Nope. Tilray (TLRY) and other pot stocks are really soaring yet again. I know, I know.
We'll dive into that in a minute, but first congrats for making it through a news-packed Tuesday.
Ready to dive into the top headlines on TheStreet? Well, here we go.
Rollin' With Tilray
The real question, I think, is how many cannabis-related puns you can stick in a story before people grow tired of them. Not amused? OK, fine, let's focus on the story then.
TheStreet's Jacob Sonenshine reported that cannabis stocks are off to the races again this Tuesday morning, with Tilray and other legal-weed stocks soaring.
Alefia Health (ALEAF) was up 21% early Tuesday at $2.92 a share, and settled to a 19.6% gain at noon. The stock went public in mid-May and only topped $1 per share earlier this month. ALEAF is hitting all-time highs Tuesday.
Canopy Growth (CGC) was coming in at more muted gains Tuesday morning, up about 3.7% at $54.43 a share, and, like the rest of its peers, settled at a lower gain, at above 2%. Canopy Growth went public in 2014 and was a penny stock until around early 2017, but is up some 690% since then. CGC moved from less than $25 a share on August 13 to the $50s -- a more than 100% pop.
I don't know what these cannabis stocks are smoking, but wow.
I'm done, I promise.
The Qualcomm-Apple Takedown
It's a chip eat apple world.
TheStreet's Tony Owusu looked at Qualcomm's (QCOM - Get Report) allegations against Apple (AAPL - Get Report) . The chip-giant says that the iPhone-maker stole confidential information and fed it to Intel Corp. (INTC - Get Report) .
"Apple has engaged in a years-long campaign of false promises, stealth, and subterfuge designed to steal Qualcomm's confidential information and trade secrets for the purpose of improving the performance and accelerating the time to market of lower-quality modem chips, including those developed by Intel," Qualcomm said in its court filing. "Apple used that stolen technology to divert Qualcomm's Apple-based business to Intel."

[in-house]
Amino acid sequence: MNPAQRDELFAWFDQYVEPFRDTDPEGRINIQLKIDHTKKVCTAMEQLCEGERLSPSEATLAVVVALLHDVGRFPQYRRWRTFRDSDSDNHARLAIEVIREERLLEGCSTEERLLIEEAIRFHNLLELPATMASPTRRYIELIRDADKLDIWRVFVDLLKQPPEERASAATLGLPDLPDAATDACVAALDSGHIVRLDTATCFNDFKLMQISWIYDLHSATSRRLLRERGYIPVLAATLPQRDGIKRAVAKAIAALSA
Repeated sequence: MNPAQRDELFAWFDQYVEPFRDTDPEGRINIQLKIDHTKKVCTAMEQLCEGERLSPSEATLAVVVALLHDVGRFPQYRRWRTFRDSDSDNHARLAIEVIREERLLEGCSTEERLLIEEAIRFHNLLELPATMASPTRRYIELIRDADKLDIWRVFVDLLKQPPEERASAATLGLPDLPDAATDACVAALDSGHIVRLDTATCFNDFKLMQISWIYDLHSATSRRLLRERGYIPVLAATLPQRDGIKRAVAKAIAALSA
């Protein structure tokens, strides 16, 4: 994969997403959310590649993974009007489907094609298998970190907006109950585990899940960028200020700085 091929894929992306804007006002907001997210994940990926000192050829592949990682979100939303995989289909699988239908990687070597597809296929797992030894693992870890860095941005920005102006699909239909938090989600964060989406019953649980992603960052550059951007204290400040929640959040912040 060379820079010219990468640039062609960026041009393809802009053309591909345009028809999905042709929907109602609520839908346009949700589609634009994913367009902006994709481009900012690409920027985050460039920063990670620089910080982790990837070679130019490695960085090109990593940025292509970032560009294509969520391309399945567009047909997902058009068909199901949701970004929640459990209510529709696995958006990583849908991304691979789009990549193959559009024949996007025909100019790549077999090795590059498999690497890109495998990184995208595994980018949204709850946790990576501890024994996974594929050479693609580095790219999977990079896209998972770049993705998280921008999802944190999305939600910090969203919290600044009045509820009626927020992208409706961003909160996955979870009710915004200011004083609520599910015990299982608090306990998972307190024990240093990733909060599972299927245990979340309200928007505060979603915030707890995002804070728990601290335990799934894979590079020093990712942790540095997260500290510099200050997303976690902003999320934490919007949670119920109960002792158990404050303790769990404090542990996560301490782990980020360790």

In November, Qualcomm accused Apple of violating the agreement because it didn't allow Qualcomm to periodically ensure that the source code software that it was sharing with Apple was being appropriately protected.
Qualcomm and Apple are embroiled in more than 70 lawsuits and countersuits globally. The rift between the former partners started when Apple accused Qualcomm of illegally using its dominance of the global phone chip market to charge exorbitant licensing fees.
Sounds like there's no love lost there. Man, that's a burnt bridge if I've ever seen one.
Sears is Still Kicking--For Now
TheStreet's Brian Sozzi tackles Sears and where it goes from here.
On Monday, Sears (SHLD) filed an SEC document showing how it plans to attempt to save the dying retailer before it falls into bankruptcy.
With Sears burning through $1 billion in cash in the first half of 2018 amid awful sales at both Sears and Kmart, the latest filing shed light on the retailer's precarious financial footing.
As much as I'd love to break down the situation, I think that TheStreet's resident Sears expert, AKA Sozzi, should detail what's going on instead.
And of course, this means a walk around Wall Street with his handy dandy iPhone.
Ready for hump day? TheStreet is. Catch you later.